Harp virtuoso Anais Gaudemard shines in three concerted masterpieces for the instrument with various ensembles.
GINASTERA: Harp Concerto, Op. 25 (1956); DEBUSSY: Deux danses pour harpe et orchestra a cordes; BOIELDIEU: Harp Concerto in C Major – Anais Gaudemard, harp/ Orch. de L’Opera de Rouen Normandie/Leo Hussain – Claves Label Bleu 50-1613 (11/4/16), 56:29 [Distr. by Albany] ****:
Harp virtuoso Anais Gaudemard (b. 1991) loves the harp “because of all we ignore about it…a limitless instrument.” The three works Gaudemard has recorded are “among the most beautiful ever written for that instrument and…reveal its sound versatility.” The 1965 Harp Concerto of Alberto Ginastera enjoys that Argentine master’s colossal sense of color, combined with his rhythmic flair. The instrument achieves several characters in the course of the three movements, including a jarring, percussive quality and then its strumming, guitar effects. The opening Allegro giusto ripples with rhythmic energy, as does the last movement Liberamente capriccioso – Vivace, with its long, glossy, solo cadenza. The presence of the 6/8 malambo dance impulse adds to the kinetic fervor of the piece. In the second movement, Molto moderato, a moody haze settles over the music, not so distant from Bartok’s notion of “night music.” We sense the virtuosic coordination required between Gaudemard and conductor Hussain to achieve the fervent momentum of the last movement’s Vivace section.
Debussy conceived his Danse sacre, Danse profane in 1904, having accepted a commission from Gustave Lyon, who wished to display his new chromatic harp. The work became a set piece for the Royal Brussels Conservatory entrance candidates. Debussy exploits two distinct modalities, Dorian and Lydian, with a series of scalar patterns that resound in archaic progressions. The two sections conform to “religious” and “erotic” designations, with rhythmic impulses absorbed by Debussy’s interest in Spanish and Basque music. The medievalism of the first dance has its complement in the syncopated lilt and lush harmonies of the second. Given my familiarity with Nicanor Zabaleta’s classic rendition of this score, I find Gaudemard’s version equally plastic and alluring; high praise, indeed.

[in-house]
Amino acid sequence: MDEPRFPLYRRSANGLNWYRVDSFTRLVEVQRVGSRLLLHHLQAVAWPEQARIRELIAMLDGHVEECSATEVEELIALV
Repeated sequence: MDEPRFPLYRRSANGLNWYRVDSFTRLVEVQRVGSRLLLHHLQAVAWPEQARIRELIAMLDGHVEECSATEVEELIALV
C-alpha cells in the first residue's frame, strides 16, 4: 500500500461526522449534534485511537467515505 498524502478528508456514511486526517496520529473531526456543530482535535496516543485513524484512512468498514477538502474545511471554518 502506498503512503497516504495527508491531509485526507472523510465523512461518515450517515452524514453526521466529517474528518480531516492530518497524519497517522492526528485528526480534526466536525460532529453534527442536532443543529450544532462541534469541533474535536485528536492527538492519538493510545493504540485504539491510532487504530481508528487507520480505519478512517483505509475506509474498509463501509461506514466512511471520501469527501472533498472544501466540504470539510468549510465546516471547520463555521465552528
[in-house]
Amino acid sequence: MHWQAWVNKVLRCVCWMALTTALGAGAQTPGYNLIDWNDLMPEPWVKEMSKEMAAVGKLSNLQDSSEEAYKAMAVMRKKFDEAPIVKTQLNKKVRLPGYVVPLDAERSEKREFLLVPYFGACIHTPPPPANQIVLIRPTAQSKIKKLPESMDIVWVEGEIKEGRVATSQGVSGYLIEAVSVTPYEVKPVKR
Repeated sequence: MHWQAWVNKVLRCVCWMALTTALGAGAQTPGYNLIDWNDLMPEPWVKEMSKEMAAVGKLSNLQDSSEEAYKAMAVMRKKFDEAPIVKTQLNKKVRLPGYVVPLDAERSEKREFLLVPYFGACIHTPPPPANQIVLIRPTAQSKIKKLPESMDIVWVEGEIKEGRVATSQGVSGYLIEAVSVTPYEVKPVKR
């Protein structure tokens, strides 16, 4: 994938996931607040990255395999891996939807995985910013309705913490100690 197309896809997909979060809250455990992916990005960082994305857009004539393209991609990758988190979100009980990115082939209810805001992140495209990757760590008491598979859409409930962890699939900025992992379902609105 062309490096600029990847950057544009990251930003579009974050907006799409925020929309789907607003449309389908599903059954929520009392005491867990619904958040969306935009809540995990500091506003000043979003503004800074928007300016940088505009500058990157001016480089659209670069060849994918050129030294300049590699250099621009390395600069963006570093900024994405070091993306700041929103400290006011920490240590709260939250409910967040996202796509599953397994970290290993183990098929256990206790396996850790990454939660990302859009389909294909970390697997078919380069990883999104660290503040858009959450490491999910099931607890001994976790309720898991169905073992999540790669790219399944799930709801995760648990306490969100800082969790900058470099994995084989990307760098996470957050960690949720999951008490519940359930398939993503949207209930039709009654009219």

The Concerto in C by Boieldieu (1800) reflects the composer’s essentially operatic approach to music. The opening Allegro brillante projects a courtly elegance, the progression of themes equivalent to those presented in a concerto by Viotti or Paganini. With Gaudemard’s entry we savor a series of lovely cascades in diaphanous textures. The Concerto had its great exponent in French harpist Lily Laskine (1893-1988), whose career Gaudemand may well emulate. The Andante lento communicates a charm quite in keeping with Mozart’s model, augmented by harmonies from early romanticism. The French Rondeau: Allegro agitato could easily be attributed to Vieuxtemps or Viotti for its noble flair and grand gestures.
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